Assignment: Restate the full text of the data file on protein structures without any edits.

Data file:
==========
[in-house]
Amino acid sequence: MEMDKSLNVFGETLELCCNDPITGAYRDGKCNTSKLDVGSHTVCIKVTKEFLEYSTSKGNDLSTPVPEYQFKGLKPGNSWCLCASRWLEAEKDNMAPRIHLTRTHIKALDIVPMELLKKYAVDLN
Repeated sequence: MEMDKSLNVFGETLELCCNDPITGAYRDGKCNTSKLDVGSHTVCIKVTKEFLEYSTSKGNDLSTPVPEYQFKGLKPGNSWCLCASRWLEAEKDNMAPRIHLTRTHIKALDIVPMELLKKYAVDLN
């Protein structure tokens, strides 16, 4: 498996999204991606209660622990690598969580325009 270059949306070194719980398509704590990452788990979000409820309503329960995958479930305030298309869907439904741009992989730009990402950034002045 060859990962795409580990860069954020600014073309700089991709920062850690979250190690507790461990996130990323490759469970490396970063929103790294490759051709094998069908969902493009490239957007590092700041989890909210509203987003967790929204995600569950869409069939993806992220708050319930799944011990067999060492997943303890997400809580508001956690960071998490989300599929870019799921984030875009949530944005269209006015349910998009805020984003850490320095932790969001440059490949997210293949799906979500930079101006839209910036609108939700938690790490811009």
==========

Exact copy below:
[in-house]
Amino acid sequence: MEMDKSLNVFGETLELCCNDPITGAYRDGKCNTSKLDVGSHTVCIKVTKEFLEYSTSKGNDLSTPVPEYQFKGLKPGNSWCLCASRWLEAEKDNMAPRIHLTRTHIKALDIVPMELLKKYAVDLN
Repeated sequence: MEMDKSLNVFGETLELCCNDPITGAYRDGKCNTSKLDVGSHTVCIKVTKEFLEYSTSKGNDLSTPVPEYQFKGLKPGNSWCLCASRWLEAEKDNMAPRIHLTRTHIKALDIVPMELLKKYAVDLN
């Protein structure tokens, strides 16, 4: 498996999204991606209660622990690598969580325009 270059949306070194719980398509704590990452788990979000409820309503329960995958479930305030298309869907439904741009992989730009990402950034002045 060859990962795409580990860069954020600014073309700089991709920062850690979250190690507790461990996130990323490759469970490396970063929103790294490759051709094998069908969902493009490239957007590092700041989890909210509203987003967790929204995600569950869409069939993806992220708050319930799944011990067999060492997943303890997400809580508001956690960071998490989300599929870019799921984030875009949530944005269209006015349910998009805020984003850490320095932790969001440059490949997210293949799906979500930079101006839209910036609108939700938690790490811009």